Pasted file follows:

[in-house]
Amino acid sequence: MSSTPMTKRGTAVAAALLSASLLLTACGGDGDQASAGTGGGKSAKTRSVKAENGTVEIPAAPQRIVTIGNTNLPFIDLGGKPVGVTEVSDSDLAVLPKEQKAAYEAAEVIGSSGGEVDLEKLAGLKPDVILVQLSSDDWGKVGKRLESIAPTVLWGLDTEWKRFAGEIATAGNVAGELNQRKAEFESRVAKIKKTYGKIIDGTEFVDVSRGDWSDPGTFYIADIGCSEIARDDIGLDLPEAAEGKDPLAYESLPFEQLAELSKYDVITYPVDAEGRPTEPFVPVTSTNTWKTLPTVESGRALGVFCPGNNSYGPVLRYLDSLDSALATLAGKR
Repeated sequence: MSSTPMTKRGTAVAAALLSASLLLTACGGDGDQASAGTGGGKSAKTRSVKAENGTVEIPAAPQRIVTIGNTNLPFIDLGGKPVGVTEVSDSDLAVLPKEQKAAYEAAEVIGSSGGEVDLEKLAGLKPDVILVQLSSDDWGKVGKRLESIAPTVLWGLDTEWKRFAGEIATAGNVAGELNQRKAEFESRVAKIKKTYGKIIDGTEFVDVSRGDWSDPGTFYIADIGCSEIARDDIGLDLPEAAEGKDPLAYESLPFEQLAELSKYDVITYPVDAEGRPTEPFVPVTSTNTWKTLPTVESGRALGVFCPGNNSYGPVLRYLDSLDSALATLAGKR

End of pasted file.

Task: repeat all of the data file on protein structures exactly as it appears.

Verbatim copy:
[in-house]
Amino acid sequence: MSSTPMTKRGTAVAAALLSASLLLTACGGDGDQASAGTGGGKSAKTRSVKAENGTVEIPAAPQRIVTIGNTNLPFIDLGGKPVGVTEVSDSDLAVLPKEQKAAYEAAEVIGSSGGEVDLEKLAGLKPDVILVQLSSDDWGKVGKRLESIAPTVLWGLDTEWKRFAGEIATAGNVAGELNQRKAEFESRVAKIKKTYGKIIDGTEFVDVSRGDWSDPGTFYIADIGCSEIARDDIGLDLPEAAEGKDPLAYESLPFEQLAELSKYDVITYPVDAEGRPTEPFVPVTSTNTWKTLPTVESGRALGVFCPGNNSYGPVLRYLDSLDSALATLAGKR
Repeated sequence: MSSTPMTKRGTAVAAALLSASLLLTACGGDGDQASAGTGGGKSAKTRSVKAENGTVEIPAAPQRIVTIGNTNLPFIDLGGKPVGVTEVSDSDLAVLPKEQKAAYEAAEVIGSSGGEVDLEKLAGLKPDVILVQLSSDDWGKVGKRLESIAPTVLWGLDTEWKRFAGEIATAGNVAGELNQRKAEFESRVAKIKKTYGKIIDGTEFVDVSRGDWSDPGTFYIADIGCSEIARDDIGLDLPEAAEGKDPLAYESLPFEQLAELSKYDVITYPVDAEGRPTEPFVPVTSTNTWKTLPTVESGRALGVFCPGNNSYGPVLRYLDSLDSALATLAGKR